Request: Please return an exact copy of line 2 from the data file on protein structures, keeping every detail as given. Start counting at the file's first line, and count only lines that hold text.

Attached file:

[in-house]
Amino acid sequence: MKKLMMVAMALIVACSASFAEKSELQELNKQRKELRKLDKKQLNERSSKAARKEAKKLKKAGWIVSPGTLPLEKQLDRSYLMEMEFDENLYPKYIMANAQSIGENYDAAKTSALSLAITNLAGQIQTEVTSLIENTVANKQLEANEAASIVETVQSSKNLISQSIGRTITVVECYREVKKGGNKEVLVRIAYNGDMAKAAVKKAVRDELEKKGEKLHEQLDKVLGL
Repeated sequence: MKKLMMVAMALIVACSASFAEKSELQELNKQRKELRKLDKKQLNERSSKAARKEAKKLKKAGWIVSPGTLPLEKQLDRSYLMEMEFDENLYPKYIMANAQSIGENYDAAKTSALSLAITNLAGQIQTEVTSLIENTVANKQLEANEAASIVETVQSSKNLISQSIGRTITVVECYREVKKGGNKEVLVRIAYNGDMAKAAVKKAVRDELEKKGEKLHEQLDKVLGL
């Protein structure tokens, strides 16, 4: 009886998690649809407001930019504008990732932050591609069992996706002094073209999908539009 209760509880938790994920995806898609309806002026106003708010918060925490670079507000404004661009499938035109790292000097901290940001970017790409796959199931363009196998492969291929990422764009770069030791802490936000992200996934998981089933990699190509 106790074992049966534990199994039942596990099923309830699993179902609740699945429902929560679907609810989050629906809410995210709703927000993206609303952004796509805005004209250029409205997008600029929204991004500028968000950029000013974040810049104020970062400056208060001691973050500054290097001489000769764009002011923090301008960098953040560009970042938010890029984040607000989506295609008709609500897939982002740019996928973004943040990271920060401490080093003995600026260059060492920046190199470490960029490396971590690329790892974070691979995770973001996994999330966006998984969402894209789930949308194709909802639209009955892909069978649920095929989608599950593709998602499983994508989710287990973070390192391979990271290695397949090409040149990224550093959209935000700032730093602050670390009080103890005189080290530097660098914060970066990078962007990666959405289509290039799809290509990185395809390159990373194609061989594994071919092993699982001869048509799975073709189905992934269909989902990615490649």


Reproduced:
Amino acid sequence: MKKLMMVAMALIVACSASFAEKSELQELNKQRKELRKLDKKQLNERSSKAARKEAKKLKKAGWIVSPGTLPLEKQLDRSYLMEMEFDENLYPKYIMANAQSIGENYDAAKTSALSLAITNLAGQIQTEVTSLIENTVANKQLEANEAASIVETVQSSKNLISQSIGRTITVVECYREVKKGGNKEVLVRIAYNGDMAKAAVKKAVRDELEKKGEKLHEQLDKVLGL